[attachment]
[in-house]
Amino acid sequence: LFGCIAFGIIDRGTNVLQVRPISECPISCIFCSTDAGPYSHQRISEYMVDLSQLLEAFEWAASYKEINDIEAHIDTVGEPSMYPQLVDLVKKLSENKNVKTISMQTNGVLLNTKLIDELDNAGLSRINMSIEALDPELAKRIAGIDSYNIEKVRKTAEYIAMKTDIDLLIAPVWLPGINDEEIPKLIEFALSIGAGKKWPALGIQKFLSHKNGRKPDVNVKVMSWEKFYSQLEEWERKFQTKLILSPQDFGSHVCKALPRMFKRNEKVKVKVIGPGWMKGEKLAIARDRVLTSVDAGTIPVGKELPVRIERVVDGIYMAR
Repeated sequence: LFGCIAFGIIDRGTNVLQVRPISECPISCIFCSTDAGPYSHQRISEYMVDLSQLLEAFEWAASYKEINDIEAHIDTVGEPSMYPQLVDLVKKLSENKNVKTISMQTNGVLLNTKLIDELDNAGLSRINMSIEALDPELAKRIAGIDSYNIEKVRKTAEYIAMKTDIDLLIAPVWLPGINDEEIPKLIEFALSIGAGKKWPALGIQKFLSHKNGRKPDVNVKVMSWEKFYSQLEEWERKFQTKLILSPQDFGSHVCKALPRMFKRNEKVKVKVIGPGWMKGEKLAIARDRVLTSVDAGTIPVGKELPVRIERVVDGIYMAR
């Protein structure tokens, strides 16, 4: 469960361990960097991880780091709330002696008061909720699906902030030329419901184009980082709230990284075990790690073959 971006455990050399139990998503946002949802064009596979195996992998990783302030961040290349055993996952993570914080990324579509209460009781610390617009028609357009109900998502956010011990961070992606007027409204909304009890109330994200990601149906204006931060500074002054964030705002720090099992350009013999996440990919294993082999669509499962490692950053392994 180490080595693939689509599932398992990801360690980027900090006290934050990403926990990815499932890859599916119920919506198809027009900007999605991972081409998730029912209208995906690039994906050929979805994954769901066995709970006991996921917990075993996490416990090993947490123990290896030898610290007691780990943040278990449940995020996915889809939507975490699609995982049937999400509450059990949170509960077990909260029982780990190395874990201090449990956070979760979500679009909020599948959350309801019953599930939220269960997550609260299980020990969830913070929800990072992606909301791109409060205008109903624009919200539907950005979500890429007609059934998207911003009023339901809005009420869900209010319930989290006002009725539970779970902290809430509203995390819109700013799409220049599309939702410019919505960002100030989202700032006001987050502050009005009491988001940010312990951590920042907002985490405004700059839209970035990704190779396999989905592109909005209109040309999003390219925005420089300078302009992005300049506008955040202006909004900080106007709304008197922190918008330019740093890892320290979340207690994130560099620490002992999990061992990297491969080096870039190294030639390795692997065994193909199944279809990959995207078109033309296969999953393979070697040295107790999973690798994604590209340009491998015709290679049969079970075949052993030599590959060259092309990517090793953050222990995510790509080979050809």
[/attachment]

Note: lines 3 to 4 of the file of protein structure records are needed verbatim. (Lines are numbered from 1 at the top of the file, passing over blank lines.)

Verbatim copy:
Repeated sequence: LFGCIAFGIIDRGTNVLQVRPISECPISCIFCSTDAGPYSHQRISEYMVDLSQLLEAFEWAASYKEINDIEAHIDTVGEPSMYPQLVDLVKKLSENKNVKTISMQTNGVLLNTKLIDELDNAGLSRINMSIEALDPELAKRIAGIDSYNIEKVRKTAEYIAMKTDIDLLIAPVWLPGINDEEIPKLIEFALSIGAGKKWPALGIQKFLSHKNGRKPDVNVKVMSWEKFYSQLEEWERKFQTKLILSPQDFGSHVCKALPRMFKRNEKVKVKVIGPGWMKGEKLAIARDRVLTSVDAGTIPVGKELPVRIERVVDGIYMAR
């Protein structure tokens, strides 16, 4: 469960361990960097991880780091709330002696008061909720699906902030030329419901184009980082709230990284075990790690073959 971006455990050399139990998503946002949802064009596979195996992998990783302030961040290349055993996952993570914080990324579509209460009781610390617009028609357009109900998502956010011990961070992606007027409204909304009890109330994200990601149906204006931060500074002054964030705002720090099992350009013999996440990919294993082999669509499962490692950053392994 180490080595693939689509599932398992990801360690980027900090006290934050990403926990990815499932890859599916119920919506198809027009900007999605991972081409998730029912209208995906690039994906050929979805994954769901066995709970006991996921917990075993996490416990090993947490123990290896030898610290007691780990943040278990449940995020996915889809939507975490699609995982049937999400509450059990949170509960077990909260029982780990190395874990201090449990956070979760979500679009909020599948959350309801019953599930939220269960997550609260299980020990969830913070929800990072992606909301791109409060205008109903624009919200539907950005979500890429007609059934998207911003009023339901809005009420869900209010319930989290006002009725539970779970902290809430509203995390819109700013799409220049599309939702410019919505960002100030989202700032006001987050502050009005009491988001940010312990951590920042907002985490405004700059839209970035990704190779396999989905592109909005209109040309999003390219925005420089300078302009992005300049506008955040202006909004900080106007709304008197922190918008330019740093890892320290979340207690994130560099620490002992999990061992990297491969080096870039190294030639390795692997065994193909199944279809990959995207078109033309296969999953393979070697040295107790999973690798994604590209340009491998015709290679049969079970075949052993030599590959060259092309990517090793953050222990995510790509080979050809």